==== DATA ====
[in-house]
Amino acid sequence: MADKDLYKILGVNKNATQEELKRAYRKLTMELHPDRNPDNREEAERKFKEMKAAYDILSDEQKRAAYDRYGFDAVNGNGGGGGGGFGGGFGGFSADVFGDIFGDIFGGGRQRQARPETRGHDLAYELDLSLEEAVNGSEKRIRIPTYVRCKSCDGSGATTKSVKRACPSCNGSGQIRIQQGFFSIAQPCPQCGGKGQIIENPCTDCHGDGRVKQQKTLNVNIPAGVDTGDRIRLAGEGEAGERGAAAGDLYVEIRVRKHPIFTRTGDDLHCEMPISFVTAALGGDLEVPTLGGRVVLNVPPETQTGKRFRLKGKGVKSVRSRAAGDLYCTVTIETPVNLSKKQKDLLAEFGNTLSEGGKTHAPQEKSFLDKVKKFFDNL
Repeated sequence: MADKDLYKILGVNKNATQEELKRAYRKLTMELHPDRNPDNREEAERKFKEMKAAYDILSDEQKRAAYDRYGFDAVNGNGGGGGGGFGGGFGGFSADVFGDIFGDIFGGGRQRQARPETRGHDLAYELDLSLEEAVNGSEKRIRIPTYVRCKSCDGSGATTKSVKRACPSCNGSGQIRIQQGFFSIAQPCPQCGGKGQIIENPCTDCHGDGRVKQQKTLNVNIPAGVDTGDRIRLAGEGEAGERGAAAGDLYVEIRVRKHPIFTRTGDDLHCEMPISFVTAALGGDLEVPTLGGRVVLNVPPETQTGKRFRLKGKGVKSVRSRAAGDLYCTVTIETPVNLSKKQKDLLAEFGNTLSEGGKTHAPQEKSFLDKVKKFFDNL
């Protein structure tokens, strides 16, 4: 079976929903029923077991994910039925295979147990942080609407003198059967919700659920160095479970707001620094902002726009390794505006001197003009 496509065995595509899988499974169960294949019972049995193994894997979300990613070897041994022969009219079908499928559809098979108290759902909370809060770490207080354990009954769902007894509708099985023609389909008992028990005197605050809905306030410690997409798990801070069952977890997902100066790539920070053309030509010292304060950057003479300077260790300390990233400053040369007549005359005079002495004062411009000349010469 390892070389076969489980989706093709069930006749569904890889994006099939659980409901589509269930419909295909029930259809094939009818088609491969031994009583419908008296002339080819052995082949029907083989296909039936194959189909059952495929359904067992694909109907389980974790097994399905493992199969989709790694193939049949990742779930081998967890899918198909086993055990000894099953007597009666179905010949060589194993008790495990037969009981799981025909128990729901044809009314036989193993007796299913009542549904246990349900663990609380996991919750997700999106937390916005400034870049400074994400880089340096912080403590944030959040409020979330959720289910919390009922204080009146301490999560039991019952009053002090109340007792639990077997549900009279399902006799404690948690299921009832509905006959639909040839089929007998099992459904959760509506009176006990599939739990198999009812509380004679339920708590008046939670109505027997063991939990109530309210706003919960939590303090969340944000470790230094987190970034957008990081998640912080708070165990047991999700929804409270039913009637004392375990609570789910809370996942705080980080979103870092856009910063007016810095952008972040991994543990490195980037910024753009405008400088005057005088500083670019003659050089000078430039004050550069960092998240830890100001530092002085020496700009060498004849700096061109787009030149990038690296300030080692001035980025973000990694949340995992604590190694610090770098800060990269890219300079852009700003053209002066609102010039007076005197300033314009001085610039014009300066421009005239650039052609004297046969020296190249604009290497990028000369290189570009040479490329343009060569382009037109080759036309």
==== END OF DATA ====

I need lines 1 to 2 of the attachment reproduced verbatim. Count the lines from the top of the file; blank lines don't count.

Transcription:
[in-house]
Amino acid sequence: MADKDLYKILGVNKNATQEELKRAYRKLTMELHPDRNPDNREEAERKFKEMKAAYDILSDEQKRAAYDRYGFDAVNGNGGGGGGGFGGGFGGFSADVFGDIFGDIFGGGRQRQARPETRGHDLAYELDLSLEEAVNGSEKRIRIPTYVRCKSCDGSGATTKSVKRACPSCNGSGQIRIQQGFFSIAQPCPQCGGKGQIIENPCTDCHGDGRVKQQKTLNVNIPAGVDTGDRIRLAGEGEAGERGAAAGDLYVEIRVRKHPIFTRTGDDLHCEMPISFVTAALGGDLEVPTLGGRVVLNVPPETQTGKRFRLKGKGVKSVRSRAAGDLYCTVTIETPVNLSKKQKDLLAEFGNTLSEGGKTHAPQEKSFLDKVKKFFDNL